NAPAKO Glass Pendant Lamp
Materials: Reversed umbrella style lampshade. Big yellow printed clear glass disc. Aluminium rod and canopy. Chrome ring and ornamental screw. Some metal parts. 3 Bakelite E27 sockets.
Height: 50 cm / 19.68”
Width: 52 x 52 cm / 20.47 x 20.47”
Electricity: 3 bulbs E27, 3 x 60 watt maximum, 110/220 volt.
Any type of light bulb can be used. Not a specific one preferred.
Period: 1960s – Mid-Century Modern.
Designer: Josef Hůrka – attributed.
Manufacturer: NAPAKO, Prague, Czech Republic.
Other versions: This NAPAKO glass pendant lamp or chandelier exists in many forms, colours and varieties and were produced for many years. They are all made of glass or plastic with a printed design.
NAPAKO is a manufacturing cooperative located in Prague, the capital of the Czech Republic or Czechia. At that time it was named Czechoslovakia. The country was under Russian influence after World War II and a communist regime was in power after a coup in 1947.
The NAPAKO cooperative was founded in 1919 as a special-purpose association of small private companies dealing mainly with building metalworking. After the war and subsequently after 1948, the cooperative was partially nationalised and the economic model of that time was applied.
In the second half of the last century, the cooperative built extensive production facilities at the current address in Prague – Michle, where the company now has its headquarters. The company no longer produces lighting.
Josef Hůrka (1920 – 1993) and Helena Frantová were the most well known designers of the NAPAKO company. He designed numerous well known lamps, maybe also this one. He worked initially as electric appliances designer for the NAPAKO cooperative. The company later discontinued this production, and Hůrka had to refocus on lighting design. NAPAKO obtained various awards for his lamp designs. Josef Hůrka designed many household lights for the cooperative. Both designers also worked for other lighting manufacturers in the country.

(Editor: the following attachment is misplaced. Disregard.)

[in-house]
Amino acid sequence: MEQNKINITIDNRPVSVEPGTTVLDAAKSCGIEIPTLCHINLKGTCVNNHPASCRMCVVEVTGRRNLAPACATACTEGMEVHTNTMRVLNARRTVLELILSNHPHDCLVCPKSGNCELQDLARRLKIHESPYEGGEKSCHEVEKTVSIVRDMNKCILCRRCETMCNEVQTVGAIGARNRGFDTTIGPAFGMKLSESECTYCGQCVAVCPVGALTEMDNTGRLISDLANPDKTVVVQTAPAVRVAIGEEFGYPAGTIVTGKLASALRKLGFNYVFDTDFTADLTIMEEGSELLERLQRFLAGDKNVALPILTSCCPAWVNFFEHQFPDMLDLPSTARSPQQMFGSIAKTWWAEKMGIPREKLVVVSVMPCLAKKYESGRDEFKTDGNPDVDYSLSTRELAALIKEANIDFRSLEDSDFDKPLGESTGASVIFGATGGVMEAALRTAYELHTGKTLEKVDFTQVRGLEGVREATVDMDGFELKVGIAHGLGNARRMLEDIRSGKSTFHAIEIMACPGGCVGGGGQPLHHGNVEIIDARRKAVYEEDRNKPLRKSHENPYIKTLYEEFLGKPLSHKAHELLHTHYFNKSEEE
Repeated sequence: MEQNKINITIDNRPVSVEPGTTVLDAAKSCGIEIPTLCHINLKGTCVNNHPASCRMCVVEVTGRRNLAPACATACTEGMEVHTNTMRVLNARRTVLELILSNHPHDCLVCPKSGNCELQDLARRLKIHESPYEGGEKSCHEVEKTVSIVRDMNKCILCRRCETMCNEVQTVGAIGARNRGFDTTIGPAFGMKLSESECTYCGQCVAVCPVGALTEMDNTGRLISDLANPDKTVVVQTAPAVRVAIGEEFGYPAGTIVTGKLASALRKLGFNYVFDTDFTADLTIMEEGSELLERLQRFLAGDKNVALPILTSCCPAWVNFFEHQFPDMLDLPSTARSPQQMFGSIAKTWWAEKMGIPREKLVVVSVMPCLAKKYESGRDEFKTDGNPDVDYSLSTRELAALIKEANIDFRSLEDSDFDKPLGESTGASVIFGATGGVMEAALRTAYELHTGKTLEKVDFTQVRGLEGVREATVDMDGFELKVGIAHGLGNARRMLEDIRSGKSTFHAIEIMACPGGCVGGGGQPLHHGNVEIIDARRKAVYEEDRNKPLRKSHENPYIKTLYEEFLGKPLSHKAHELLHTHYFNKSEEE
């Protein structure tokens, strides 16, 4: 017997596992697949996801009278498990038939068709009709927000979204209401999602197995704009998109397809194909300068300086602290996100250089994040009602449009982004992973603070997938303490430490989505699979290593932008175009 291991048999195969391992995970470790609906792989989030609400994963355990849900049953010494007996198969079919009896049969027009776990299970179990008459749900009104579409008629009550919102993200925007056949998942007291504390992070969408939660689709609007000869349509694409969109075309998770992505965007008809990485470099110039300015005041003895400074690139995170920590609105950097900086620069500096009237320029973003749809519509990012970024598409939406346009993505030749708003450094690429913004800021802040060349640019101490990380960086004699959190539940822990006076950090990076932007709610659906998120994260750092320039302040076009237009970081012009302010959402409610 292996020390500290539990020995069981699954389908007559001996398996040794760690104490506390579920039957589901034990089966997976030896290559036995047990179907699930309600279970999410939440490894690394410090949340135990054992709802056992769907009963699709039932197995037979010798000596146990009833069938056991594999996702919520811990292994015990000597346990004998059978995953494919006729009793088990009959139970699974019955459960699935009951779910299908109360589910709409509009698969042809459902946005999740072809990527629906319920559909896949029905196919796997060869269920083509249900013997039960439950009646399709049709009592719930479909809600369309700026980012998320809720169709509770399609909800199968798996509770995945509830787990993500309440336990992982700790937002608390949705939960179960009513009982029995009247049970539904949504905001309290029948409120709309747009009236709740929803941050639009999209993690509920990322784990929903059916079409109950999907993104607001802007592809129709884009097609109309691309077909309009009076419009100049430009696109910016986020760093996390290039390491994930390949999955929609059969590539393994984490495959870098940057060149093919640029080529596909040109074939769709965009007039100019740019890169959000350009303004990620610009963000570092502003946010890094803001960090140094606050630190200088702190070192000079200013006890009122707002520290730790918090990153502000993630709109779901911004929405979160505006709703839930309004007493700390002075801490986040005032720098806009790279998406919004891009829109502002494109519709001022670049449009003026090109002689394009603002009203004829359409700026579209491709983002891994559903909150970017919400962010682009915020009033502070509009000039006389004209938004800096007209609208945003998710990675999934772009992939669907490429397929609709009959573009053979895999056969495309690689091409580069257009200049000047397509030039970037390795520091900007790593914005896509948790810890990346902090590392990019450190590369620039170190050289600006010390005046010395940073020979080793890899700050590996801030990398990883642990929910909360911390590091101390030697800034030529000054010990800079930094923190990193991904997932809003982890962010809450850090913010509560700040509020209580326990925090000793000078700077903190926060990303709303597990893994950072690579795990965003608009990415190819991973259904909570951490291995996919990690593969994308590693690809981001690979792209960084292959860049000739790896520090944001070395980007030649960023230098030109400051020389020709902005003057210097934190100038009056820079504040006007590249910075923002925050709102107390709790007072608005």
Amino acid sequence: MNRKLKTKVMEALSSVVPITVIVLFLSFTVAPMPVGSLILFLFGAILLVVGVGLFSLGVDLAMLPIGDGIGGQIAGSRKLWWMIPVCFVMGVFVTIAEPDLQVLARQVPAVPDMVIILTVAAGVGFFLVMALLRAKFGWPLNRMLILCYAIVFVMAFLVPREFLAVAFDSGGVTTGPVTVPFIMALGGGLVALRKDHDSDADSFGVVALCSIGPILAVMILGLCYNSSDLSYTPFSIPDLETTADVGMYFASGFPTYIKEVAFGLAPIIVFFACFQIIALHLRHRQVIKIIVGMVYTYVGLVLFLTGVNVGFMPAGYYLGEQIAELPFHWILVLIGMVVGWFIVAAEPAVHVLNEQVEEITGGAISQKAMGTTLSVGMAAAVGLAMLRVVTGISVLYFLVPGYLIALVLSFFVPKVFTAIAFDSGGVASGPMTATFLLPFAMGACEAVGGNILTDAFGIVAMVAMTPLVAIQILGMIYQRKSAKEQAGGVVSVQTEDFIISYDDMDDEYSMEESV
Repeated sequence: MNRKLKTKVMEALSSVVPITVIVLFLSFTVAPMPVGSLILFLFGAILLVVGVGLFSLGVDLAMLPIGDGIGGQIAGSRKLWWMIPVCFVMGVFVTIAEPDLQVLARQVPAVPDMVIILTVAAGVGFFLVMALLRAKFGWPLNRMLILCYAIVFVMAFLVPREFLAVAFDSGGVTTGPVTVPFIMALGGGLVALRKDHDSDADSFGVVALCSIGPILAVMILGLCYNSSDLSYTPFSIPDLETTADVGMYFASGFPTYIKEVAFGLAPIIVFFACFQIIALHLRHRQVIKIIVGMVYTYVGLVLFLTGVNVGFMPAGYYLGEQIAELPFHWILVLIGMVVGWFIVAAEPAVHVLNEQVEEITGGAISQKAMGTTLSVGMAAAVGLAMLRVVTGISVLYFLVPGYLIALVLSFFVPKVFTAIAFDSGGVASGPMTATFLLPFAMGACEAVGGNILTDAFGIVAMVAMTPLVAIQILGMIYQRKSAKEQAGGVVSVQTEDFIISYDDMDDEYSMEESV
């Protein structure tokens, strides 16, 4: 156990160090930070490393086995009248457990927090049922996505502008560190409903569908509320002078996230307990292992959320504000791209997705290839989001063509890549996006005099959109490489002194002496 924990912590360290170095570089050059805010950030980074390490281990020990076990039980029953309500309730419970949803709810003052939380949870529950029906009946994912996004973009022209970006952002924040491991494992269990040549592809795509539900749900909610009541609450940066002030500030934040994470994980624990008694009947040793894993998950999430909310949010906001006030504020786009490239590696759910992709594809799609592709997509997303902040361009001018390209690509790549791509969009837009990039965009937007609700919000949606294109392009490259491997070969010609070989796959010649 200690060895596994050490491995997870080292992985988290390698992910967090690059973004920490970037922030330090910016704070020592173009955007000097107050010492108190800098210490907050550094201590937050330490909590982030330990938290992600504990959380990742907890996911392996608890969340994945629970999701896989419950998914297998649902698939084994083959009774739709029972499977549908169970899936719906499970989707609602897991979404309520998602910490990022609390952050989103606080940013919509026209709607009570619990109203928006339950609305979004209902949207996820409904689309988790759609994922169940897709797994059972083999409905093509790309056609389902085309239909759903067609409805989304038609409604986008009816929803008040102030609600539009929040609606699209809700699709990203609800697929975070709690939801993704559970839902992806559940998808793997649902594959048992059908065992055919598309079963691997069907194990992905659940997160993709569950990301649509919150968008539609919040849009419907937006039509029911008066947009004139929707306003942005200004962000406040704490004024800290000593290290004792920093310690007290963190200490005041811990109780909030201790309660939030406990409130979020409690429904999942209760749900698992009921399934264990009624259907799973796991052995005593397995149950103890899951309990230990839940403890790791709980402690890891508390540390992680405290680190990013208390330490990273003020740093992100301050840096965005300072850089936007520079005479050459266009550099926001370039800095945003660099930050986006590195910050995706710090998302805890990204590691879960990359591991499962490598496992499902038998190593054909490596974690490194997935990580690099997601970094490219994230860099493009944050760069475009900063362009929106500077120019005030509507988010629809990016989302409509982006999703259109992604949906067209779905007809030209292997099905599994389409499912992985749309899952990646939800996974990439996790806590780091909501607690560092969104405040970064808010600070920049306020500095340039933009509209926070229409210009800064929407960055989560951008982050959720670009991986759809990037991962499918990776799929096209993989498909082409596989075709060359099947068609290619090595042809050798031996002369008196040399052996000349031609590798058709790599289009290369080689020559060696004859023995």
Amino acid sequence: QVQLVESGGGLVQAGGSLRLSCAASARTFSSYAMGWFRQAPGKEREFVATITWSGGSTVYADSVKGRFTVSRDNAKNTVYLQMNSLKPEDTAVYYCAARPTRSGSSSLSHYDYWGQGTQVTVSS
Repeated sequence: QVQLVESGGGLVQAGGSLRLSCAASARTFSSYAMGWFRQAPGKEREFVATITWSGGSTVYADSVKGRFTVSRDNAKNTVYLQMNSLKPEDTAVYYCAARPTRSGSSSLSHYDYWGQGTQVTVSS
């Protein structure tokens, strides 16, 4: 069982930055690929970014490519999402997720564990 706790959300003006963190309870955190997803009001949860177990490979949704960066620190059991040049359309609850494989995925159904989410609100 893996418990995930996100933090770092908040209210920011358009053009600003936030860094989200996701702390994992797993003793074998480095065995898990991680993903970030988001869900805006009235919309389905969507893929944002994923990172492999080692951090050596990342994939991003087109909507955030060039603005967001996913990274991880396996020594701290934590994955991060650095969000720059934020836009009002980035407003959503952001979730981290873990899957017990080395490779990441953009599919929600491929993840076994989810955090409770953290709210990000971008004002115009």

Brussels Expo 1958
Often said that these lamps were designed for the Czechoslovakia Pavilion at the Brussels World Fair in 1958. But that is a mistake. They were made in the positive spirit and design that was exhibited at the Brussels World Fair. It eventually came to be known as the Brussels Style.
Czechoslovakia unexpectedly attracted the attention of the whole world. The pavilion for the 1958 World Expo in Brussels won the main prize, the Golden Star and 13 other prizes. The audience was enchanted by Laterna Magika (The Magic Lantern), a stylish restaurant with Czech beer and timeless design. It was visited by 6 million people over the course of six months.
The Brussels Style, which became the symbol of the golden decade of progress and reform ended abruptly by the 1968 Warsaw Pact Invasion. The Brussels Style was characterised by a use of modern materials such as glass, steel and plastic.
Many thanks to Frank from Flowermountain.be for the photos and the enthusiasm.